As the days get shorter, we begin to think of winter with all the problems it brings. However, are we excessively negative? Winter itself is inevitable — we will have cold weather. And inevitably other problems will arise and interfere to some degree with our business operations, but we can minimise the occurrence or impact of many of these difficulties by careful thought and planning, says Bob Patchett.

Before the weather changes for the worse, make an inspection of your premises. You need to ensure that they are in good condition and also do not present health or safety hazards to your employees. Look at your heating system. Does the boiler need servicing? Are radiators in good and safe working order? Are thermostats and cut-outs working? Do pipes need lagging? Are they protected from cold draughts? In the event of a heating breakdown, have you the resources in-house to effect repairs and do you have adequate spare parts? If you have to use outside contractors, do you have a good contact? Is it worth paying a retainer to guarantee immediate service? Look also at the drives and walkways to and within your premises. Do you have a supply of salt and sand to spread over icy surfaces? Have you the means to clear snow? If you do not have machinery that can do this, might it be prudent to have local people on standby to come in early to clear access routes? Consider also what hazards might arise in case of an interruption to the electricity supply. Although many devices have fail-safe protection, employees should be advised to switch off all electrical plant immediately both to avoid a dangerous surge as power is restored and to ensure that unmanned machines do not suddenly become dangerously active.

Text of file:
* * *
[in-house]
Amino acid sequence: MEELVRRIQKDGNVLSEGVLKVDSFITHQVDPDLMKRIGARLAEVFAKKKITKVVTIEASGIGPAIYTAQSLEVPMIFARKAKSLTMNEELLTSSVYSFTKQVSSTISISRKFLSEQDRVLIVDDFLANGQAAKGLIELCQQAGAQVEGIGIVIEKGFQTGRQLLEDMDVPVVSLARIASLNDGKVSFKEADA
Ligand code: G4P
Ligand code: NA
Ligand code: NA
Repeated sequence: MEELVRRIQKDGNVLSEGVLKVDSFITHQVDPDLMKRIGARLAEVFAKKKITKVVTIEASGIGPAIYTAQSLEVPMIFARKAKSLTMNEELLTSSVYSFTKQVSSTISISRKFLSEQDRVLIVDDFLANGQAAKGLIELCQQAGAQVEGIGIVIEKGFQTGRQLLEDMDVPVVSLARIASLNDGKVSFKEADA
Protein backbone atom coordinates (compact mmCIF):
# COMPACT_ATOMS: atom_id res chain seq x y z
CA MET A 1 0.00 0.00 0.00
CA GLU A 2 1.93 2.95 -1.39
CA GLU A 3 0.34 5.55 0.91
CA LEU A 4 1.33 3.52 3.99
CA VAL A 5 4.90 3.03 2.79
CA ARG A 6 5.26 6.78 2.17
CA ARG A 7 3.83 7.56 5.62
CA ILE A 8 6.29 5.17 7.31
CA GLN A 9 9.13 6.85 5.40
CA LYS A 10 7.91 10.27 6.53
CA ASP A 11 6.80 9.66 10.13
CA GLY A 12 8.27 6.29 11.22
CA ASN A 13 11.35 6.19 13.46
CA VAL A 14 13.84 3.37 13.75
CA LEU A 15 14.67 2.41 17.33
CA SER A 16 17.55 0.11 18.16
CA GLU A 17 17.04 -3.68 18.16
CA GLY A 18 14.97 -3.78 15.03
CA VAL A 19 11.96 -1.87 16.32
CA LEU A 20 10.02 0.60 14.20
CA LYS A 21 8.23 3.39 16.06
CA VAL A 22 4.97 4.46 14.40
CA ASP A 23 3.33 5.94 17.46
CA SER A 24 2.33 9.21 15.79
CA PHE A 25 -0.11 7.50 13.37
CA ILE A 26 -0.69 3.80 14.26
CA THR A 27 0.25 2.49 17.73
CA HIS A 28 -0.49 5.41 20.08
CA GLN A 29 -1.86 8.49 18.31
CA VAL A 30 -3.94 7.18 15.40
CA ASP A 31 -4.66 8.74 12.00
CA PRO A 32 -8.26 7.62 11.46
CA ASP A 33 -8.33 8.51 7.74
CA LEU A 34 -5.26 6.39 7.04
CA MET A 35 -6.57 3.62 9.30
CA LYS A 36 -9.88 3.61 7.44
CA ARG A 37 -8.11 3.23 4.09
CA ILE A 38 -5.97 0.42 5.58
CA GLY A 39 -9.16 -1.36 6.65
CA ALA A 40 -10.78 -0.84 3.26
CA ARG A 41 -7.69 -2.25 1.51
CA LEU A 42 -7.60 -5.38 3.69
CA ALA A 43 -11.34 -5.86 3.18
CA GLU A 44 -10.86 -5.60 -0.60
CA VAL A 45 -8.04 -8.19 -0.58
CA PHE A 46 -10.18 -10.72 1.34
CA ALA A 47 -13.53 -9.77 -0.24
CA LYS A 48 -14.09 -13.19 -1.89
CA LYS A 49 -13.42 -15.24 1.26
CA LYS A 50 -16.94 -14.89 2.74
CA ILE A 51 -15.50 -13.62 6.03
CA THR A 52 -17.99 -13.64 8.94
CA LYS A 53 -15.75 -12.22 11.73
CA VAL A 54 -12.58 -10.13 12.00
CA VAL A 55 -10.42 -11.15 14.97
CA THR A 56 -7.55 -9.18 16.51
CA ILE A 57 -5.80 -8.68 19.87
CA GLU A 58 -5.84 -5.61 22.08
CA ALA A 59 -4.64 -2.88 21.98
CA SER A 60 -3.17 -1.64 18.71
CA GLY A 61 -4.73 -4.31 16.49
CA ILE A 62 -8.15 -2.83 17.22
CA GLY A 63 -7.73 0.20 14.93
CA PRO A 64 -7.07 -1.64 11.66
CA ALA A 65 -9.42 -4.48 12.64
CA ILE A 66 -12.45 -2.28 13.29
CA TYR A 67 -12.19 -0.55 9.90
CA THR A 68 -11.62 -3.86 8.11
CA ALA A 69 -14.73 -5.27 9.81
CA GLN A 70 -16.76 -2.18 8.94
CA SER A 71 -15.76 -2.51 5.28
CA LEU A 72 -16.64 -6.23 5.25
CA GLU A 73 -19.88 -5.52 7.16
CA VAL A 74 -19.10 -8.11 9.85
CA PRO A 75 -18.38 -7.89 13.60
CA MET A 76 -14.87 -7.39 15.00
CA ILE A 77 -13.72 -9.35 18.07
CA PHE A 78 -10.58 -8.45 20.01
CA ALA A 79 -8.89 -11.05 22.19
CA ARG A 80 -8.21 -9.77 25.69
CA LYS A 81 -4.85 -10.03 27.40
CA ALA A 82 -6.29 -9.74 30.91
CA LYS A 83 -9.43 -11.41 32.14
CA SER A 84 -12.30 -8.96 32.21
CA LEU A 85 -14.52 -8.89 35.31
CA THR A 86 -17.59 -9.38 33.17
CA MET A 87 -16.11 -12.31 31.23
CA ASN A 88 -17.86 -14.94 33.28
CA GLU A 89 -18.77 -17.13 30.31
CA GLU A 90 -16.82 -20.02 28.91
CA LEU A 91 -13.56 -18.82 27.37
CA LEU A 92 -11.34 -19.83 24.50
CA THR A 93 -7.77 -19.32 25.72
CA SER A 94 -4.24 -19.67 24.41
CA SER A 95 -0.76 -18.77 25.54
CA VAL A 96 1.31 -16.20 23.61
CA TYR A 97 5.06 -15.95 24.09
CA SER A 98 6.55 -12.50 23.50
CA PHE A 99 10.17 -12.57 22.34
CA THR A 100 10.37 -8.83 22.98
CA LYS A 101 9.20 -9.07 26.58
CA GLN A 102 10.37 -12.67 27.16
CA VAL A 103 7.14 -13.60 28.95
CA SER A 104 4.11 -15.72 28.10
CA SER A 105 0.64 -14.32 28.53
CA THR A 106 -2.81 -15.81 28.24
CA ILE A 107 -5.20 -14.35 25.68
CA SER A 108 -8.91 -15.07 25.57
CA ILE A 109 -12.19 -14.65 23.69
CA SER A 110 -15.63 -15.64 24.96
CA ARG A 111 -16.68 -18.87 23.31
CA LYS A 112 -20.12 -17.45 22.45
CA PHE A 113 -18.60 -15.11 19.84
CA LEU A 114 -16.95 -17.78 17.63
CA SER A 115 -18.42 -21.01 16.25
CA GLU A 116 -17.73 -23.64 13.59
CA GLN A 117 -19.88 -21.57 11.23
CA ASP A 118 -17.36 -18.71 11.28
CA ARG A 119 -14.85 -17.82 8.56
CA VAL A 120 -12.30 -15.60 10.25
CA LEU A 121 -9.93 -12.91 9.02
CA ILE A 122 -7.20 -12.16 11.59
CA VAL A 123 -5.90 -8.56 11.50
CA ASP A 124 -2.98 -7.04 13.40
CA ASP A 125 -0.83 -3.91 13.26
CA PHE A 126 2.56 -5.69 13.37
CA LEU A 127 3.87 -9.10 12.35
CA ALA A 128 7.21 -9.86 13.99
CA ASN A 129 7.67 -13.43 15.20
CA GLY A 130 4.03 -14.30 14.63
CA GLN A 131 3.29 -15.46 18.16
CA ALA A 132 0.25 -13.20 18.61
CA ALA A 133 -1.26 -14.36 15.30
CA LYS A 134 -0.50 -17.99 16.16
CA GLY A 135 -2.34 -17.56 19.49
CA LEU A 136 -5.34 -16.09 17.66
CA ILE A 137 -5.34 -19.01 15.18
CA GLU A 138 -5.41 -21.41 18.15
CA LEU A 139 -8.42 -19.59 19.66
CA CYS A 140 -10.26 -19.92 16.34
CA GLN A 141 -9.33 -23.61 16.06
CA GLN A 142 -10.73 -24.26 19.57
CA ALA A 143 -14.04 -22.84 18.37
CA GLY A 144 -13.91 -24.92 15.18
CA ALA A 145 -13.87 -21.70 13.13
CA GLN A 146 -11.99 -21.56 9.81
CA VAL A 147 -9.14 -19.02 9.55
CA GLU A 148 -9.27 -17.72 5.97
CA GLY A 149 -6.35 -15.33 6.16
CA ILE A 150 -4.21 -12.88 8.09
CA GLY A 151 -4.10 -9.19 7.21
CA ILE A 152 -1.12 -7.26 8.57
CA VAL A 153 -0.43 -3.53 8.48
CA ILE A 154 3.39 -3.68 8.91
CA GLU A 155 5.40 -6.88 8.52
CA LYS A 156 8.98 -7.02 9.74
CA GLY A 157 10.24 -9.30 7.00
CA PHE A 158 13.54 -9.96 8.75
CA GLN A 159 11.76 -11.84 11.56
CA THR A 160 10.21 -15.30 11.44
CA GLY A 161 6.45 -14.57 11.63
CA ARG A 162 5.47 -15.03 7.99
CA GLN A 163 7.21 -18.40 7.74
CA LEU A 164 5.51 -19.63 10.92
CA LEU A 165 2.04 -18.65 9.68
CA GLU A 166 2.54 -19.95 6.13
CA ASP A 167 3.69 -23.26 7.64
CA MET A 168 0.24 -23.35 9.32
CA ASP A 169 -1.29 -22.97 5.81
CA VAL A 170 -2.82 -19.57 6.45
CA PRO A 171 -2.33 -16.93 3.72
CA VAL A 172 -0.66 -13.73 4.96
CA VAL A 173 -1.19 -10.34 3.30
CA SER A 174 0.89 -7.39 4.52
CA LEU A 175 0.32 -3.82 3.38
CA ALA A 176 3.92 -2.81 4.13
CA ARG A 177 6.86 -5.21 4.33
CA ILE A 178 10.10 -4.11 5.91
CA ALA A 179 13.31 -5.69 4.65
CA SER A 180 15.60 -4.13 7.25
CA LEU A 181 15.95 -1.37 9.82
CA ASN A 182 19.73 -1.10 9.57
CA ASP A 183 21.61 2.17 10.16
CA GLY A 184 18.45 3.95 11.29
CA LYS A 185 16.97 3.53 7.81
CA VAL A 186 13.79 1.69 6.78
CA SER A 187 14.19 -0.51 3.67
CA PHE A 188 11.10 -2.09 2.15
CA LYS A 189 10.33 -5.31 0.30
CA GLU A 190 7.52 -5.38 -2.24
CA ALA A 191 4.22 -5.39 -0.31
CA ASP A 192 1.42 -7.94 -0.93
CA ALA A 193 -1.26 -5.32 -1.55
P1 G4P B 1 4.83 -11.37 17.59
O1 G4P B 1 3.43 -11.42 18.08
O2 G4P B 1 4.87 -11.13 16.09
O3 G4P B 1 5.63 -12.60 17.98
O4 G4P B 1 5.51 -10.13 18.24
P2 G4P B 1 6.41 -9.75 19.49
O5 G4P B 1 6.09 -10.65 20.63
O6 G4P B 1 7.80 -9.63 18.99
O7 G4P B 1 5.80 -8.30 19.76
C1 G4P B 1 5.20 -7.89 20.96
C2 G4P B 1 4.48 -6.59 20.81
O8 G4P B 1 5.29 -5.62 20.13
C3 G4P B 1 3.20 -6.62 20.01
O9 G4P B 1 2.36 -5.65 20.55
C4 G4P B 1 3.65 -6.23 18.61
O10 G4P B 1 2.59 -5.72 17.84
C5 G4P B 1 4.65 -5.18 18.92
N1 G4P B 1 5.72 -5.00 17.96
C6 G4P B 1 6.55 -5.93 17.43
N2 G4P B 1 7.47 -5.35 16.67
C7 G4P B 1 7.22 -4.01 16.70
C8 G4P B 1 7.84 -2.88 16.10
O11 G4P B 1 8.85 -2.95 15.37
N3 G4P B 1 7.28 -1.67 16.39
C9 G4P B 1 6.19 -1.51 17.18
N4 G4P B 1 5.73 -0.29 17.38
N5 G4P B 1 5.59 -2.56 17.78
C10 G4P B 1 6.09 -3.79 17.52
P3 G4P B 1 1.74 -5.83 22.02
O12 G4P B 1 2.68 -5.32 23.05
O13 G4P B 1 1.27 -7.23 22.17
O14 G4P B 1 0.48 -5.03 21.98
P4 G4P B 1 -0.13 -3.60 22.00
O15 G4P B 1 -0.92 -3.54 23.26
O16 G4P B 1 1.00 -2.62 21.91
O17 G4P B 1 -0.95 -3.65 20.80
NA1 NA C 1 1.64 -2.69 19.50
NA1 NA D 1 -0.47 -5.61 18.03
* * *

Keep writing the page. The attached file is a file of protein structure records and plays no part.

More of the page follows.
Although a short-term power cut or a fall of snow would be inconvenient, something longer could seriously jeopardise the running of your business, therefore you need to make provision for keeping operations running as best as you can. Your computers, for example, should all have battery back-up sufficient to allow operators to save critical work and, if appropriate, transfer it to external storage. Consider what machinery is critical to maintaining operations. Could it be powered from generators, in which case should you buy them or rely on being able to hire them quickly? Might an ice cream seller be prepared to earn a bit of winter income by providing you with power from the van? Could these devices provide power for lighting and heating? Should you store battery lamps and portable gas heaters? Whatever emergency power supplies you have, determine in advance which facilities will have priority use of them.

A problem such as flooding or major power breakdown might render your premises unusable for a long period. Should you, therefore, make arrangements in advance to use alternative premises such as a village hall? The owners doubtless would welcome your rent payment. You may be able to have your phone lines transferred to the new premises, but otherwise you should find some way to tell your customers and suppliers how to contact you. If the temporary premises do not have a landline connection, perhaps you should ask your employees to use their mobile phones at your expense. How would you cope? Should your workforce be struck with an epidemic of, say, “flu”? Take action now to train your employees as far as you reasonably can to do each other jobs to an adequate level, so that they can keep at least a minimal service going. Your customers may be sympathetic to a point but, if they do not get their orders fulfilled, they will — understandably — go elsewhere and may stay there. Take care also that you can maintain an adequate cash flow to your business should you have major problems, so focus on getting in your materials, getting your orders out and getting customer payments in.